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Patterns of light animating the interior ©Photograph by Dinesh Mehta

The chikan tradition, from which the screens were inspired, is part of the cultural heritage in the city and is characterised by intricate embroidery using mainly floral motifs. The latticework of the screens beautifully encloses the terraces of the bedrooms, that cantilever out of the structure to provide areas for seating and relaxation. The interior is decorated with timber cladding finishes and landscaping which adds more character to the raw concrete finishes of the structure. 

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Enclosed bedroom terrace ©Photograph by Dinesh Mehta

The modern design of the house by Sanjay Puri Architects, effectively responds to cultural and climatic contextual factors, using some traditional methods. The use of the screens and an internal courtyard are features commonly used not only in India but also in the Middle East. These perforated screens surrounding the building also minimise the chances of the structure overheating, therefore making it a more energy-efficient design. 

The inclusion of an internal courtyard, that is double-height and open to the elements, creates a flow of natural ventilation throughout the house as well as providing shade from the sun. The garden within the design is situated at a point that is shaded by the structure and therefore can be used during the summer months, when temperatures increase and when refuge from the sun is needed. 

The balcony gardens on the terraces act as buffers between the exterior and interior of the house, also beginning the process of cooling and shading the house. Solar panels were installed onto the rooftop that harness energy for general functions within the building such as lighting and water heating. Infrastructure for harvesting water from rainfall, to be collected and recycled for reuse in the garden also makes this a more sustainable form of architecture.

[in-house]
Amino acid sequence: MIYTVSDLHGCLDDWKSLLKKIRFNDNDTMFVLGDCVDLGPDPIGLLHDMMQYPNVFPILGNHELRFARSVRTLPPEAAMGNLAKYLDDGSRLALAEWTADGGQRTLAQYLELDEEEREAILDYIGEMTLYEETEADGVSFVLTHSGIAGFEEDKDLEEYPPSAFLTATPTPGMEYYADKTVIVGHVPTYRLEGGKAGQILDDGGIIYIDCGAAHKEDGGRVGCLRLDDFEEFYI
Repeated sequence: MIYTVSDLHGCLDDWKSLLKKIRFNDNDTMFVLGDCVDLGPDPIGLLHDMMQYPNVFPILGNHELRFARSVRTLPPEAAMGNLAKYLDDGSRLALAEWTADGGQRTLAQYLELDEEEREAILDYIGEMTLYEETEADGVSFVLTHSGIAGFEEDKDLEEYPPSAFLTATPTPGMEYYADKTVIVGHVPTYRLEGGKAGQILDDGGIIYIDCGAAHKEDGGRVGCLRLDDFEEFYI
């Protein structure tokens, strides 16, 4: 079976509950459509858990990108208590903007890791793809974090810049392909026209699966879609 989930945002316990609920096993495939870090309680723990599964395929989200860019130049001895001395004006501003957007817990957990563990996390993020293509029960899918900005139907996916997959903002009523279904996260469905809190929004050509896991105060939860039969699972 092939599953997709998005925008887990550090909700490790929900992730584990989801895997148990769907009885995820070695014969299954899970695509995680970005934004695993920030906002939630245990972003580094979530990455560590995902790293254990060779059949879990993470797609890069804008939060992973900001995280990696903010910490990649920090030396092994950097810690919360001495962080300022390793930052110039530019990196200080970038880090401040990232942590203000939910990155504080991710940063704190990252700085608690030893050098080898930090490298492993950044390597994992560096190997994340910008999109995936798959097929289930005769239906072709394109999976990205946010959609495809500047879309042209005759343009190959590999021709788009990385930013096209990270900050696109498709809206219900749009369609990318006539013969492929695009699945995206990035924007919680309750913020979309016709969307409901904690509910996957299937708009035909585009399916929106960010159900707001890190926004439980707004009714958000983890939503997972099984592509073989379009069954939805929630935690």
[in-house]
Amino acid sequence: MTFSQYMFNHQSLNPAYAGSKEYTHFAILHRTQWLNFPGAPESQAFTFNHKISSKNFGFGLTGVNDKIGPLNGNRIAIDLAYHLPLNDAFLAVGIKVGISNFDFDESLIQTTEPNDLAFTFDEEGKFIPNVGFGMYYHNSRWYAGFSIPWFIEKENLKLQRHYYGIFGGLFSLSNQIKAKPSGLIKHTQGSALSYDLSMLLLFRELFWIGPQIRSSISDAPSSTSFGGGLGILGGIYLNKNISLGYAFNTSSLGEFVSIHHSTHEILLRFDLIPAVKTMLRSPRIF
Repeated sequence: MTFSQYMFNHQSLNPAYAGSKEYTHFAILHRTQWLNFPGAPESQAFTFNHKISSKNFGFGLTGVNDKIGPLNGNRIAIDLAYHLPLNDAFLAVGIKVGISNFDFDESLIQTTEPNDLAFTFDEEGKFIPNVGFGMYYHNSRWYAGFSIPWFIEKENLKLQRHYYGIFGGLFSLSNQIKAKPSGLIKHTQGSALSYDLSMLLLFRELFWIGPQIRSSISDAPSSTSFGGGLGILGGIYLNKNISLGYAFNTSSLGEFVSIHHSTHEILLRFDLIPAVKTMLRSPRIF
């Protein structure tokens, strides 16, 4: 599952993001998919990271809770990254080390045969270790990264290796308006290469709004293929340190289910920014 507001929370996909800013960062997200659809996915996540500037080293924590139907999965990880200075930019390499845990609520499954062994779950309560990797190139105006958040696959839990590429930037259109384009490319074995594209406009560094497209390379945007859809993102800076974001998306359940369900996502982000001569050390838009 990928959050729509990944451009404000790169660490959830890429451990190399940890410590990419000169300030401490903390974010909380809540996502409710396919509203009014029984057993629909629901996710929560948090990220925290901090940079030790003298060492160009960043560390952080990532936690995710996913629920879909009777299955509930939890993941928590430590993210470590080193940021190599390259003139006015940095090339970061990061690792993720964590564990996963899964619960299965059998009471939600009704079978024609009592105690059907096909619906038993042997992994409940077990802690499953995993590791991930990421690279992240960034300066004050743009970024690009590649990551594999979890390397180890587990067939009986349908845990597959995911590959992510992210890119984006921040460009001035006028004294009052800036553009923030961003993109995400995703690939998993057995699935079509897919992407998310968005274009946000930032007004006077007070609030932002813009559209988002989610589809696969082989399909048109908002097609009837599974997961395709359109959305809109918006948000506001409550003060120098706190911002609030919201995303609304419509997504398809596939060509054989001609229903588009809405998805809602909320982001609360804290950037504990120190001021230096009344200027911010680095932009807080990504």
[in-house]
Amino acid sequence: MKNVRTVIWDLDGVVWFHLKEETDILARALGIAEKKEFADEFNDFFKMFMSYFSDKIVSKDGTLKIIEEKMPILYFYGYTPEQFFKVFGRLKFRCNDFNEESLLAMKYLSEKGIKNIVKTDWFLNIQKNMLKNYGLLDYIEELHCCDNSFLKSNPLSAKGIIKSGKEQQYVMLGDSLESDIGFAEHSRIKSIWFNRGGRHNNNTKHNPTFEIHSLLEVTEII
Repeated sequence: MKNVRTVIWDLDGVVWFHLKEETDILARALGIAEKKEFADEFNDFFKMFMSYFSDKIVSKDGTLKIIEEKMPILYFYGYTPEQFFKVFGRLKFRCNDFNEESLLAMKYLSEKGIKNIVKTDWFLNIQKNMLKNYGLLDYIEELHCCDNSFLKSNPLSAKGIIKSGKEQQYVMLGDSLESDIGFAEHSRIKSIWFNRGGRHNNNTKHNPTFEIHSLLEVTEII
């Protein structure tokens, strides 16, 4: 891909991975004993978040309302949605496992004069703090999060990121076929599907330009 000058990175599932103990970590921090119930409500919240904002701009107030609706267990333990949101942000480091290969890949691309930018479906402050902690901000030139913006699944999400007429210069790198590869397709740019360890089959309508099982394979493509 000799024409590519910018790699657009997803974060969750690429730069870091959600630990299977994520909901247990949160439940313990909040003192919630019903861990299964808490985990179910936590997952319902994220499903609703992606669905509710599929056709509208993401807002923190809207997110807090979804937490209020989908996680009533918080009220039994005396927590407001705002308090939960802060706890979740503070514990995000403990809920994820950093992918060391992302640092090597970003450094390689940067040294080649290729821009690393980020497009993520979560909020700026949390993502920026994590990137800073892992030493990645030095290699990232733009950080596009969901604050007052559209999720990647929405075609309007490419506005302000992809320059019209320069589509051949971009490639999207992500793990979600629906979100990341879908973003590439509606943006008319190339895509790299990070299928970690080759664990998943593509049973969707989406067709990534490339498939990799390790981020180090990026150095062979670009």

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Night view of 18 Screens ©Photograph by Dinesh Mehta

The composition of the overall structure, 18 Screens, comprising varying volumes of space, fusing to create a series of experiences in each room makes this architecture particularly unique. The glimpses offered of the outside world through the screens, ensure the connection between interior and exterior, while also providing breath-taking views out onto the landscaping and greenery. 

This architectural form is a key example of a design that is functional as well as inventive and sculptural, making inhabiting the structure an interactive and memorable experience. 


Currently a final year BA Architecture student in the UK; Abbarnah is passionate about art and nature, an avid reader and a believer in embracing culture and spirituality. She hopes to inspire through her artwork and writing; highlighting the beauty and importance of creativity in our ever-changing world.